A Travelers umbrella policy covers claims beyond the limits of an existing auto or home insurance policy, adding $1 million to $10 million in additional liability coverage. Travelers umbrella insurance may also cover claims that aren’t covered by a standard liability policy, like slander, libel, and psychological harm.
What Travelers Umbrella Policies Cover
Additional bodily injury and property damage liability limits
Certain lawsuits, like slander, defamation or invasion of privacy
Travelers’s umbrella policies are a good choice for customers with a high net worth who want extra coverage for property damage, injuries, and possible lawsuits that could result from various types of incidents. To be eligible, you will also need an auto policy from Travelers.
You can get a quote for Travelers umbrella insurance by calling 866-667-9526.
Travelers is so cheap because the company offers a wide variety of discounts that almost anyone can get. A minimum coverage policy from Travelers costs an average of $58 per month, and Travelers premiums can be made even cheaper by taking advantage of discounts such as continuous insurance discount and paid-in-full discount. Plus, Travelers rewards customer loyalty with discounts for insuring more than one car and bundling multiple policies, such as home and auto.… read full answer
Average Monthly Rates for Travelers vs. Top Competitors
Note: Premiums are representative of a 45-year-old good driver in CA; individual premiums will vary.
Travelers is especially cheap for young drivers in particular. That’s because Travelers has special savings opportunities for drivers in this category, such as discounts for students who maintain at least a B average.
Your final premium is based on a variety of factors, though, such as your driving record, insurance history, and more. Every insurance company determines their rates differently, so even though Travelers is among the cheapest car insurance companies, the only way to confirm you’ve found the lowest price is to compare quotes from multiple companies.
Umbrella insurance covers injuries, property damage, certain lawsuits, and personal liability situations that exceed your home and auto liability coverage. An umbrella policy extends your liability insurance limits and offers protection for situations not covered by a standard liability policy, such as libel or slander.
On the other hand, umbrella insurance does … read full answernot cover claims that are excluded outright from liability insurance, such as intentional damage or damage to your own property.
What Umbrella Insurance Covers
Liability in excess of auto/home insurance policy limits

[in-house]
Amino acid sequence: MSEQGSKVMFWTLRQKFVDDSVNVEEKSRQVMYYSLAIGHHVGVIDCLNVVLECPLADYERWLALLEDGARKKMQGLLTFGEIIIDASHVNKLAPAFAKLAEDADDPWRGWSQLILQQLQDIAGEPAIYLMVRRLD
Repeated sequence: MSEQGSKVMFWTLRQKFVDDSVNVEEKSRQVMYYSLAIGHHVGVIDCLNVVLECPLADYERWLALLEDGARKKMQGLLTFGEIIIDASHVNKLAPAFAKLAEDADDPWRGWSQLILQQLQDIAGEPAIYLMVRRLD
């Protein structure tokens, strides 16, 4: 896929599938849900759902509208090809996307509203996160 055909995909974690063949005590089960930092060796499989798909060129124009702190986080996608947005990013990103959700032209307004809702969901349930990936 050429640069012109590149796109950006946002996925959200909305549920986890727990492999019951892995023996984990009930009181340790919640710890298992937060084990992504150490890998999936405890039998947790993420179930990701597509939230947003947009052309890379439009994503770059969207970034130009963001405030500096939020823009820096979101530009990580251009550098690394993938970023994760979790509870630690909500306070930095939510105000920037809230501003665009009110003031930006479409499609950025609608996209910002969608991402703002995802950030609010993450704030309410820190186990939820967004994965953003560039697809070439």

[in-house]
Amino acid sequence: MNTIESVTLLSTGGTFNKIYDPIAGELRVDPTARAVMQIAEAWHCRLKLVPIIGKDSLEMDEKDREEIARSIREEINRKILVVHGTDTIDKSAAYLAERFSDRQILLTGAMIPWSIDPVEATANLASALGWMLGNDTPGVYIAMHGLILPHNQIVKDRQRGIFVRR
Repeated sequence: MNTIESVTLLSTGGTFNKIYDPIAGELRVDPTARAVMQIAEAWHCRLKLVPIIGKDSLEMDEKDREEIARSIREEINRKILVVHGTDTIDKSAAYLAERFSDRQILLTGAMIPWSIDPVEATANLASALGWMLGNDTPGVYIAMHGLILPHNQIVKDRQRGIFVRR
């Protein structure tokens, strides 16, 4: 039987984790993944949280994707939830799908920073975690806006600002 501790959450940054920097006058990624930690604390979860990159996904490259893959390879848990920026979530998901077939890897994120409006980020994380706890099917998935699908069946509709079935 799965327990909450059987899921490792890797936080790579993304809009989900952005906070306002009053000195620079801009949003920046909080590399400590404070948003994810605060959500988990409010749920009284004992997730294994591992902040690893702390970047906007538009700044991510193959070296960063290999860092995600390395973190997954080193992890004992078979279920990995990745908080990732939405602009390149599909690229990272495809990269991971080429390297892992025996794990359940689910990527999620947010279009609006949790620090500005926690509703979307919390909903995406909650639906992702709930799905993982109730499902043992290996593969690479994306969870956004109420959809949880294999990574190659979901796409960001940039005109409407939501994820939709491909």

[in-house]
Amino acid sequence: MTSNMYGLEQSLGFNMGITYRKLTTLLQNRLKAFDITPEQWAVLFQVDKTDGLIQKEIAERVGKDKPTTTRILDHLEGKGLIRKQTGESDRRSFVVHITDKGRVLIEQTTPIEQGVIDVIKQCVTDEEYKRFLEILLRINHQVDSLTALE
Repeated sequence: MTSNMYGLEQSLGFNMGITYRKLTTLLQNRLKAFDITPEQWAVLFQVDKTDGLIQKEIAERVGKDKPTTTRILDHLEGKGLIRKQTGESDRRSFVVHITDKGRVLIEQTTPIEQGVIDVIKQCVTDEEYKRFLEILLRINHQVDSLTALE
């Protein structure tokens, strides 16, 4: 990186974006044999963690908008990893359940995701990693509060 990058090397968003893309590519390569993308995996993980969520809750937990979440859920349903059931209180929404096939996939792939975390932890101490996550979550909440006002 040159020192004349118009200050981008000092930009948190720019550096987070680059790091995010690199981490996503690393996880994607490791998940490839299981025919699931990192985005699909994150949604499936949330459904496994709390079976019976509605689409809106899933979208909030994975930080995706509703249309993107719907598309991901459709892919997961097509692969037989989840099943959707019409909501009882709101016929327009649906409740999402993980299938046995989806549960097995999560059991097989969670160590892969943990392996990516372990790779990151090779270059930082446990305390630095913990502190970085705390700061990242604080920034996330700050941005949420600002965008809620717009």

Libel and slander
Psychological harm and mental anguish
Legal defense costs related to liability claims
Liabilities when traveling overseas
Umbrella insurance is typically recommended for individuals who have a high net-worth that can’t be covered by a standard liability policy. To learn more, check out WalletHub’s guide to umbrella insurance.
You need enough liability insurance to cover your net worth. Having coverage equal to the value of the assets you own and all the money you have, minus your debt, protects you financially in case of a serious car accident.
When to Carry Only the Minimum Liability Coverage
Although almost every state requires drivers to carry liability insurance, the minimum coverage is not always enough to cover the cost of an accident. It’s always best to carry as much liability coverage as you can afford, especially if you have a high net worth. You can generally get away with a lower property damage liability limit if you want to save, however, since property damage liability claims are usually less expensive than bodily injury liability claims.… read full answer
If you don’t have many assets or think the risk is worth it, you might be comfortable with carrying only the minimum coverage. But no matter what, make sure you’re carrying enough insurance to comply with state law and avoid paying fines for driving uninsured.
Liability Limits on Auto Insurance
Liability limits on auto insurance are the maximum amount that your insurance company will pay for injuries and property damage in accidents that you cause. Liability limits are typically written as three numbers divided by slashes.
For example, Arizona’s liability coverage requirements are 50/30/10. That means drivers need to carry $50,000 in bodily injury liability coverage per person, $30,000 in bodily injury liability coverage per accident, and $10,000 in property damage liability coverage overall.
Why You Need More Liability Insurance Than the State Minimum
Your insurance company will never pay for anything beyond the limits of your policy. Using the Arizona example, if you cause an accident that leads to $70,000 in medical bills for the other driver, you will have to pay for $40,000 if you are only carrying the minimum insurance required. And if you can’t afford to pay the full amount, the other driver can sue, and you can have your assets seized or wages garnished to cover the remainder.
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